Billy Joe Shaver, the outlaw country music pioneer who wrote some of the genre’s greatest songs, died Wednesday in Waco, Texas, after suffering a stroke. He was 81. Connie Nelson, a friend of Shaver’s, confirmed his death to Rolling Stone.

Shaver’s hard-lived career classics included “Honky Tonk Heroes,” “Georgia on a Fast Train,” “Old Five and Dimers Like Me” and “Live Forever.” He wrote ten out of the 11 songs on Waylon Jennings’ 1973 outlaw country breakthrough Honky Tonk Heroes; Kris Kristofferson, Johnny Cash, and Elvis Presley all recorded his songs; and in 2010, Willie Nelson called him “the greatest living songwriter.”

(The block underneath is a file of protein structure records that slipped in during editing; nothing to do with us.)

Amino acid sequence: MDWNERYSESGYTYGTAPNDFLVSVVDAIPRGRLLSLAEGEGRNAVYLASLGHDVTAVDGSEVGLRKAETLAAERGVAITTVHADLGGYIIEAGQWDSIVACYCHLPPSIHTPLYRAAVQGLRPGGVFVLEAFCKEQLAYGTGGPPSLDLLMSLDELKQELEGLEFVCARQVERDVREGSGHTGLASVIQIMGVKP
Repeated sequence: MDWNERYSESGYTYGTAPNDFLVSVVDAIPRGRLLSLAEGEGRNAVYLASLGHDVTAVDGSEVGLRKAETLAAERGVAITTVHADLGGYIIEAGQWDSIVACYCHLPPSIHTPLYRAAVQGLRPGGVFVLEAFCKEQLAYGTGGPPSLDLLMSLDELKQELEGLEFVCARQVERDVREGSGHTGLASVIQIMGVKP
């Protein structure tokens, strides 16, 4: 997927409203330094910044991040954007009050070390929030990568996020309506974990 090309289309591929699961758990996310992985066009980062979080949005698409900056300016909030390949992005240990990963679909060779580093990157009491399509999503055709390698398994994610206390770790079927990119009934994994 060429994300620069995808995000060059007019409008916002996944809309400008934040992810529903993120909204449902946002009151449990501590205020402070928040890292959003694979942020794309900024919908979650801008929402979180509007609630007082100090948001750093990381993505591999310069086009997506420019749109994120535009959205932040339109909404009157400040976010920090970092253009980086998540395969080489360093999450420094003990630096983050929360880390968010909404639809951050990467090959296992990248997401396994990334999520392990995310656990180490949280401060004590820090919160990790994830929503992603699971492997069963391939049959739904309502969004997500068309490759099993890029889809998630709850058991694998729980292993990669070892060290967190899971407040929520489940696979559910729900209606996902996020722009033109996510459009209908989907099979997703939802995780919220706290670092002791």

Shaver lived the outlaw lifestyle that others only sang about. In 2007, he was charged with shooting a man in the face at a bar near his home in Waco. The trial drew friends including Nelson and the actor Robert Duvall in support of Shaver, who was ultimately found not guilty and went on to turn the ordeal into a song, “Wacko From Waco.”

Born in Coriscana, Texas, on August 16th, 1939, Shaver was raised by his mother, Victory, and would later leave town to find a job working at a honky-tonk in Waco. He would often accompany his mother to her job at the local nightclub, where he became exposed to country music. In the early Sixties, Shaver moved to Houston, and frequented a club called the Old Quarter where he met Townes Van Zandt. They became drinking buddies, and their friendship led him to Nashville. He scored an apprenticeship for Harlan Howard, and then a job working for Bobby Bare.

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